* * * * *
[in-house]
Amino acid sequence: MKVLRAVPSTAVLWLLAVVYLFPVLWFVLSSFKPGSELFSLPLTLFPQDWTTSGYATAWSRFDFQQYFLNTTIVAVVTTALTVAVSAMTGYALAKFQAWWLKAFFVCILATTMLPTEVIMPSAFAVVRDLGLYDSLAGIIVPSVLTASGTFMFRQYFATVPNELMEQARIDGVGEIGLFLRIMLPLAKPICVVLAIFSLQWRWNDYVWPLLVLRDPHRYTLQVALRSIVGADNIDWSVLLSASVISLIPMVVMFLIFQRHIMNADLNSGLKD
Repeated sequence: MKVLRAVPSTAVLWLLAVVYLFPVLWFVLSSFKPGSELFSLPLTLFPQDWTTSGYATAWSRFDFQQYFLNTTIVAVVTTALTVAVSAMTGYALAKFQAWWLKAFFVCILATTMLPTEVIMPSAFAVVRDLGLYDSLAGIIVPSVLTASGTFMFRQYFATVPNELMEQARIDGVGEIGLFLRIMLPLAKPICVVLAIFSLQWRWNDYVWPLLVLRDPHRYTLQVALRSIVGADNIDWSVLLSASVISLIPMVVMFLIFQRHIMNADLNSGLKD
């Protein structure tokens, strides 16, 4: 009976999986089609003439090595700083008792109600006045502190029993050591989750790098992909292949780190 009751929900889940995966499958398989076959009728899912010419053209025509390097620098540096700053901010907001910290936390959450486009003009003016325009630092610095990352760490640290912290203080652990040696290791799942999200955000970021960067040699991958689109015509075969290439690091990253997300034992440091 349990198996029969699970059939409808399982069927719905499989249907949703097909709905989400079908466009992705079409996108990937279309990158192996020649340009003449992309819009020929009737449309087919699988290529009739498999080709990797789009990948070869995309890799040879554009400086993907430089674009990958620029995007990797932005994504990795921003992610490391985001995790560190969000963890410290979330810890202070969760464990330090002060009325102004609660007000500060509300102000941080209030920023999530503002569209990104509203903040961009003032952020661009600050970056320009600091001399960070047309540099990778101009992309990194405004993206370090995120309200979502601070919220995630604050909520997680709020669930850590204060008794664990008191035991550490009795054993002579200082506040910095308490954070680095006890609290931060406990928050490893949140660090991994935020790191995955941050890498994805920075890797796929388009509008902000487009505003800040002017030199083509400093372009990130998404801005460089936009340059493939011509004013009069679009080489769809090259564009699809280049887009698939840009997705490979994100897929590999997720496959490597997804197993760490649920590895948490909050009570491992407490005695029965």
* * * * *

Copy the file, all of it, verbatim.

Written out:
[in-house]
Amino acid sequence: MKVLRAVPSTAVLWLLAVVYLFPVLWFVLSSFKPGSELFSLPLTLFPQDWTTSGYATAWSRFDFQQYFLNTTIVAVVTTALTVAVSAMTGYALAKFQAWWLKAFFVCILATTMLPTEVIMPSAFAVVRDLGLYDSLAGIIVPSVLTASGTFMFRQYFATVPNELMEQARIDGVGEIGLFLRIMLPLAKPICVVLAIFSLQWRWNDYVWPLLVLRDPHRYTLQVALRSIVGADNIDWSVLLSASVISLIPMVVMFLIFQRHIMNADLNSGLKD
Repeated sequence: MKVLRAVPSTAVLWLLAVVYLFPVLWFVLSSFKPGSELFSLPLTLFPQDWTTSGYATAWSRFDFQQYFLNTTIVAVVTTALTVAVSAMTGYALAKFQAWWLKAFFVCILATTMLPTEVIMPSAFAVVRDLGLYDSLAGIIVPSVLTASGTFMFRQYFATVPNELMEQARIDGVGEIGLFLRIMLPLAKPICVVLAIFSLQWRWNDYVWPLLVLRDPHRYTLQVALRSIVGADNIDWSVLLSASVISLIPMVVMFLIFQRHIMNADLNSGLKD
């Protein structure tokens, strides 16, 4: 009976999986089609003439090595700083008792109600006045502190029993050591989750790098992909292949780190 009751929900889940995966499958398989076959009728899912010419053209025509390097620098540096700053901010907001910290936390959450486009003009003016325009630092610095990352760490640290912290203080652990040696290791799942999200955000970021960067040699991958689109015509075969290439690091990253997300034992440091 349990198996029969699970059939409808399982069927719905499989249907949703097909709905989400079908466009992705079409996108990937279309990158192996020649340009003449992309819009020929009737449309087919699988290529009739498999080709990797789009990948070869995309890799040879554009400086993907430089674009990958620029995007990797932005994504990795921003992610490391985001995790560190969000963890410290979330810890202070969760464990330090002060009325102004609660007000500060509300102000941080209030920023999530503002569209990104509203903040961009003032952020661009600050970056320009600091001399960070047309540099990778101009992309990194405004993206370090995120309200979502601070919220995630604050909520997680709020669930850590204060008794664990008191035991550490009795054993002579200082506040910095308490954070680095006890609290931060406990928050490893949140660090991994935020790191995955941050890498994805920075890797796929388009509008902000487009505003800040002017030199083509400093372009990130998404801005460089936009340059493939011509004013009069679009080489769809090259564009699809280049887009698939840009997705490979994100897929590999997720496959490597997804197993760490649920590895948490909050009570491992407490005695029965």